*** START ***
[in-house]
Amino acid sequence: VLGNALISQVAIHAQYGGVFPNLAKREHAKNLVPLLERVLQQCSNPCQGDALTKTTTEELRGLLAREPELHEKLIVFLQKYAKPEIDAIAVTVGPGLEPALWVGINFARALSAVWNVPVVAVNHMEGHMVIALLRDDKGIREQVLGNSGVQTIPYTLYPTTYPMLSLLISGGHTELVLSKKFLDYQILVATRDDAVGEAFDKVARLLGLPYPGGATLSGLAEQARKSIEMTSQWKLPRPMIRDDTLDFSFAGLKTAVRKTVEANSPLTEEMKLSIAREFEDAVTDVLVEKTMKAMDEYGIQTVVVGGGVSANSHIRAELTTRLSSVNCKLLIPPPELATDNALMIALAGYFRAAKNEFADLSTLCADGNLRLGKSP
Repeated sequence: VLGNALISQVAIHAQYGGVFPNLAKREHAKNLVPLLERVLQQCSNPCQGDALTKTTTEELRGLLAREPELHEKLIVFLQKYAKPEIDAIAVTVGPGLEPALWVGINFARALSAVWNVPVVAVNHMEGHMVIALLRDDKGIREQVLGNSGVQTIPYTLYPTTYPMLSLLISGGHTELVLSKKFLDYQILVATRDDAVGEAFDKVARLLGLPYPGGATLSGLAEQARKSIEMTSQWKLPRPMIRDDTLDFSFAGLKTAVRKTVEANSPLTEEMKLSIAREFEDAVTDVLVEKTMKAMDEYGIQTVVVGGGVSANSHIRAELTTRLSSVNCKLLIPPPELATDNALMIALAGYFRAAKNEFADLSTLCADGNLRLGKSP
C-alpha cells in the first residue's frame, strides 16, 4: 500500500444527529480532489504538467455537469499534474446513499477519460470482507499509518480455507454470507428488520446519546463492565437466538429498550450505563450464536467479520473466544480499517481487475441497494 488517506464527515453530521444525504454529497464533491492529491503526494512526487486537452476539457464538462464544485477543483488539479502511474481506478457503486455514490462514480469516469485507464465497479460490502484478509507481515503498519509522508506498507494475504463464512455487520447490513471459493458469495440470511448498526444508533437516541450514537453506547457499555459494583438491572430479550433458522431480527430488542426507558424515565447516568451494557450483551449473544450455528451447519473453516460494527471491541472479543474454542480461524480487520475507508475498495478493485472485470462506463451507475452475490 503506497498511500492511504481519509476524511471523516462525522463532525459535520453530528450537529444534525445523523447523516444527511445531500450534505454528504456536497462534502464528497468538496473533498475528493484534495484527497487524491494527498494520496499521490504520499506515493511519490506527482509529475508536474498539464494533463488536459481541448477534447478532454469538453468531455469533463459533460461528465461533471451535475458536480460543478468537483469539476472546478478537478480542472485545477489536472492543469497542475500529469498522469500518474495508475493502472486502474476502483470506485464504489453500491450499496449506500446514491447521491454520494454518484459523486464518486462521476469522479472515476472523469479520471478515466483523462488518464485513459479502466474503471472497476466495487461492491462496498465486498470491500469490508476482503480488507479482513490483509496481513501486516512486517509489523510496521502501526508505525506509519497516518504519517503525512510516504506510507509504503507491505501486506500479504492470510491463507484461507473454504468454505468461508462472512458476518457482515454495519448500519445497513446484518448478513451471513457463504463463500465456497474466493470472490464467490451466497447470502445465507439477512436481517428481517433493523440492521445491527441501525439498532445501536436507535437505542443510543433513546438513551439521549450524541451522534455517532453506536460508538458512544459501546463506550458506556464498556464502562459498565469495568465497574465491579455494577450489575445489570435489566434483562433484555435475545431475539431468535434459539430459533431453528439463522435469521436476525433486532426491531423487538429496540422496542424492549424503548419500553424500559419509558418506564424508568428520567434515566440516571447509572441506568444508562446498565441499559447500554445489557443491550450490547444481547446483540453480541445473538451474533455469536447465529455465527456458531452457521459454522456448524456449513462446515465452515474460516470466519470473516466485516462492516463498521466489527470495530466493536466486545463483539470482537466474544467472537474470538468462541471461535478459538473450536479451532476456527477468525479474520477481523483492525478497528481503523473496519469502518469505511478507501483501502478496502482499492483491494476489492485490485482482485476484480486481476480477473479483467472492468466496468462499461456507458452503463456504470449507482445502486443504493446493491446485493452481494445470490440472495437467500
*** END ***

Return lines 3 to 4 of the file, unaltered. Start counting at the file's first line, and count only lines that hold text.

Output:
Repeated sequence: VLGNALISQVAIHAQYGGVFPNLAKREHAKNLVPLLERVLQQCSNPCQGDALTKTTTEELRGLLAREPELHEKLIVFLQKYAKPEIDAIAVTVGPGLEPALWVGINFARALSAVWNVPVVAVNHMEGHMVIALLRDDKGIREQVLGNSGVQTIPYTLYPTTYPMLSLLISGGHTELVLSKKFLDYQILVATRDDAVGEAFDKVARLLGLPYPGGATLSGLAEQARKSIEMTSQWKLPRPMIRDDTLDFSFAGLKTAVRKTVEANSPLTEEMKLSIAREFEDAVTDVLVEKTMKAMDEYGIQTVVVGGGVSANSHIRAELTTRLSSVNCKLLIPPPELATDNALMIALAGYFRAAKNEFADLSTLCADGNLRLGKSP
C-alpha cells in the first residue's frame, strides 16, 4: 500500500444527529480532489504538467455537469499534474446513499477519460470482507499509518480455507454470507428488520446519546463492565437466538429498550450505563450464536467479520473466544480499517481487475441497494 488517506464527515453530521444525504454529497464533491492529491503526494512526487486537452476539457464538462464544485477543483488539479502511474481506478457503486455514490462514480469516469485507464465497479460490502484478509507481515503498519509522508506498507494475504463464512455487520447490513471459493458469495440470511448498526444508533437516541450514537453506547457499555459494583438491572430479550433458522431480527430488542426507558424515565447516568451494557450483551449473544450455528451447519473453516460494527471491541472479543474454542480461524480487520475507508475498495478493485472485470462506463451507475452475490 503506497498511500492511504481519509476524511471523516462525522463532525459535520453530528450537529444534525445523523447523516444527511445531500450534505454528504456536497462534502464528497468538496473533498475528493484534495484527497487524491494527498494520496499521490504520499506515493511519490506527482509529475508536474498539464494533463488536459481541448477534447478532454469538453468531455469533463459533460461528465461533471451535475458536480460543478468537483469539476472546478478537478480542472485545477489536472492543469497542475500529469498522469500518474495508475493502472486502474476502483470506485464504489453500491450499496449506500446514491447521491454520494454518484459523486464518486462521476469522479472515476472523469479520471478515466483523462488518464485513459479502466474503471472497476466495487461492491462496498465486498470491500469490508476482503480488507479482513490483509496481513501486516512486517509489523510496521502501526508505525506509519497516518504519517503525512510516504506510507509504503507491505501486506500479504492470510491463507484461507473454504468454505468461508462472512458476518457482515454495519448500519445497513446484518448478513451471513457463504463463500465456497474466493470472490464467490451466497447470502445465507439477512436481517428481517433493523440492521445491527441501525439498532445501536436507535437505542443510543433513546438513551439521549450524541451522534455517532453506536460508538458512544459501546463506550458506556464498556464502562459498565469495568465497574465491579455494577450489575445489570435489566434483562433484555435475545431475539431468535434459539430459533431453528439463522435469521436476525433486532426491531423487538429496540422496542424492549424503548419500553424500559419509558418506564424508568428520567434515566440516571447509572441506568444508562446498565441499559447500554445489557443491550450490547444481547446483540453480541445473538451474533455469536447465529455465527456458531452457521459454522456448524456449513462446515465452515474460516470466519470473516466485516462492516463498521466489527470495530466493536466486545463483539470482537466474544467472537474470538468462541471461535478459538473450536479451532476456527477468525479474520477481523483492525478497528481503523473496519469502518469505511478507501483501502478496502482499492483491494476489492485490485482482485476484480486481476480477473479483467472492468466496468462499461456507458452503463456504470449507482445502486443504493446493491446485493452481494445470490440472495437467500